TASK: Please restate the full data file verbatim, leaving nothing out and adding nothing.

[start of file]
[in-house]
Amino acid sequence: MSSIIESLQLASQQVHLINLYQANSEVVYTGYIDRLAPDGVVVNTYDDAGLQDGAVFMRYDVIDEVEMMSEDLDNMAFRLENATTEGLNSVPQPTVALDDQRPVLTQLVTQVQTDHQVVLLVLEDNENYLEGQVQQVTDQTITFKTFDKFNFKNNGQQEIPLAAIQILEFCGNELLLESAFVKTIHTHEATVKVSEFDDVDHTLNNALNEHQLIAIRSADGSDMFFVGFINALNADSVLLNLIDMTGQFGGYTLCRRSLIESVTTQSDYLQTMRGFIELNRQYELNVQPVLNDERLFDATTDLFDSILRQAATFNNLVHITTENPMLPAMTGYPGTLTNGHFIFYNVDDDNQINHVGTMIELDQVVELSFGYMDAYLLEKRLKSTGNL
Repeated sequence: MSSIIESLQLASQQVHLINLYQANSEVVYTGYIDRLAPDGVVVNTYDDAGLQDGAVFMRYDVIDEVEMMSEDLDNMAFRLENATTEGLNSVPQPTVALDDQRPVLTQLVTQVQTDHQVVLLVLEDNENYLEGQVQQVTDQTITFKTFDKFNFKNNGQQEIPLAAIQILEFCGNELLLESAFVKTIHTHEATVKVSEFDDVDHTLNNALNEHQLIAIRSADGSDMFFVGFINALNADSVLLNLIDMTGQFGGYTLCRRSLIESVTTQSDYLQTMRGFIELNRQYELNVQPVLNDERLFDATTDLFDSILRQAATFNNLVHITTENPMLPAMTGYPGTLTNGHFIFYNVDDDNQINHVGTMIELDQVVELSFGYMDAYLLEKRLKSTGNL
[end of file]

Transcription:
[in-house]
Amino acid sequence: MSSIIESLQLASQQVHLINLYQANSEVVYTGYIDRLAPDGVVVNTYDDAGLQDGAVFMRYDVIDEVEMMSEDLDNMAFRLENATTEGLNSVPQPTVALDDQRPVLTQLVTQVQTDHQVVLLVLEDNENYLEGQVQQVTDQTITFKTFDKFNFKNNGQQEIPLAAIQILEFCGNELLLESAFVKTIHTHEATVKVSEFDDVDHTLNNALNEHQLIAIRSADGSDMFFVGFINALNADSVLLNLIDMTGQFGGYTLCRRSLIESVTTQSDYLQTMRGFIELNRQYELNVQPVLNDERLFDATTDLFDSILRQAATFNNLVHITTENPMLPAMTGYPGTLTNGHFIFYNVDDDNQINHVGTMIELDQVVELSFGYMDAYLLEKRLKSTGNL
Repeated sequence: MSSIIESLQLASQQVHLINLYQANSEVVYTGYIDRLAPDGVVVNTYDDAGLQDGAVFMRYDVIDEVEMMSEDLDNMAFRLENATTEGLNSVPQPTVALDDQRPVLTQLVTQVQTDHQVVLLVLEDNENYLEGQVQQVTDQTITFKTFDKFNFKNNGQQEIPLAAIQILEFCGNELLLESAFVKTIHTHEATVKVSEFDDVDHTLNNALNEHQLIAIRSADGSDMFFVGFINALNADSVLLNLIDMTGQFGGYTLCRRSLIESVTTQSDYLQTMRGFIELNRQYELNVQPVLNDERLFDATTDLFDSILRQAATFNNLVHITTENPMLPAMTGYPGTLTNGHFIFYNVDDDNQINHVGTMIELDQVVELSFGYMDAYLLEKRLKSTGNL